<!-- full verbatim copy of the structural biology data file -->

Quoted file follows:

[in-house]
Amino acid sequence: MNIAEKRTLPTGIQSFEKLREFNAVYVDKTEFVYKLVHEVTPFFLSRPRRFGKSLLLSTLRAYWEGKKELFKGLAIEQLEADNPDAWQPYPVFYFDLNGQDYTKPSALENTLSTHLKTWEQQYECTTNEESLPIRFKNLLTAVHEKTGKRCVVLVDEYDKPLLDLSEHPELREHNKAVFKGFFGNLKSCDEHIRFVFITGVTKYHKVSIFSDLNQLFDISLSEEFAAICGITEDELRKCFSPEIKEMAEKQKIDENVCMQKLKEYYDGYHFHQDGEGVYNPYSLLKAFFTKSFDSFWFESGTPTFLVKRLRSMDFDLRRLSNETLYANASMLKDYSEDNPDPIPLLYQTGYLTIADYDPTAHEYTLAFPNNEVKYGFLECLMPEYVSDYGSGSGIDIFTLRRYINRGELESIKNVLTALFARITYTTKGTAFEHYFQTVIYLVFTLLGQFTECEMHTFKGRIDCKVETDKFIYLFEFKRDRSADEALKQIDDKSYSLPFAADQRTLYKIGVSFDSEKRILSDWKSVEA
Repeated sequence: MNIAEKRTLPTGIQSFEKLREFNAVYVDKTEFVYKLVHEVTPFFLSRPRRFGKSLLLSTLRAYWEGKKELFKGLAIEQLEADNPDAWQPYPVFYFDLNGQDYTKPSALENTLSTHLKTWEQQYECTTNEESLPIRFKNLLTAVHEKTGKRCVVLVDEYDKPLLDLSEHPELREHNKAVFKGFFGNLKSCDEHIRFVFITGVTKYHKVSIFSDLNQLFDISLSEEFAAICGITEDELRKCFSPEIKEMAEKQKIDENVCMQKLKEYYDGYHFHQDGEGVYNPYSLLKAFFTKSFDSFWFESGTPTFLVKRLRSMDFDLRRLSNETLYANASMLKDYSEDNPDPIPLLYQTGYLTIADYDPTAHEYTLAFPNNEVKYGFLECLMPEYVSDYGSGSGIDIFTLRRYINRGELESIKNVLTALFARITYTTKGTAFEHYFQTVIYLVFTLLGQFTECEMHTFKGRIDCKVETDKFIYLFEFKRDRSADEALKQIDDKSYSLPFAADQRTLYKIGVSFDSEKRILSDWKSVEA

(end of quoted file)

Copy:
[in-house]
Amino acid sequence: MNIAEKRTLPTGIQSFEKLREFNAVYVDKTEFVYKLVHEVTPFFLSRPRRFGKSLLLSTLRAYWEGKKELFKGLAIEQLEADNPDAWQPYPVFYFDLNGQDYTKPSALENTLSTHLKTWEQQYECTTNEESLPIRFKNLLTAVHEKTGKRCVVLVDEYDKPLLDLSEHPELREHNKAVFKGFFGNLKSCDEHIRFVFITGVTKYHKVSIFSDLNQLFDISLSEEFAAICGITEDELRKCFSPEIKEMAEKQKIDENVCMQKLKEYYDGYHFHQDGEGVYNPYSLLKAFFTKSFDSFWFESGTPTFLVKRLRSMDFDLRRLSNETLYANASMLKDYSEDNPDPIPLLYQTGYLTIADYDPTAHEYTLAFPNNEVKYGFLECLMPEYVSDYGSGSGIDIFTLRRYINRGELESIKNVLTALFARITYTTKGTAFEHYFQTVIYLVFTLLGQFTECEMHTFKGRIDCKVETDKFIYLFEFKRDRSADEALKQIDDKSYSLPFAADQRTLYKIGVSFDSEKRILSDWKSVEA
Repeated sequence: MNIAEKRTLPTGIQSFEKLREFNAVYVDKTEFVYKLVHEVTPFFLSRPRRFGKSLLLSTLRAYWEGKKELFKGLAIEQLEADNPDAWQPYPVFYFDLNGQDYTKPSALENTLSTHLKTWEQQYECTTNEESLPIRFKNLLTAVHEKTGKRCVVLVDEYDKPLLDLSEHPELREHNKAVFKGFFGNLKSCDEHIRFVFITGVTKYHKVSIFSDLNQLFDISLSEEFAAICGITEDELRKCFSPEIKEMAEKQKIDENVCMQKLKEYYDGYHFHQDGEGVYNPYSLLKAFFTKSFDSFWFESGTPTFLVKRLRSMDFDLRRLSNETLYANASMLKDYSEDNPDPIPLLYQTGYLTIADYDPTAHEYTLAFPNNEVKYGFLECLMPEYVSDYGSGSGIDIFTLRRYINRGELESIKNVLTALFARITYTTKGTAFEHYFQTVIYLVFTLLGQFTECEMHTFKGRIDCKVETDKFIYLFEFKRDRSADEALKQIDDKSYSLPFAADQRTLYKIGVSFDSEKRILSDWKSVEA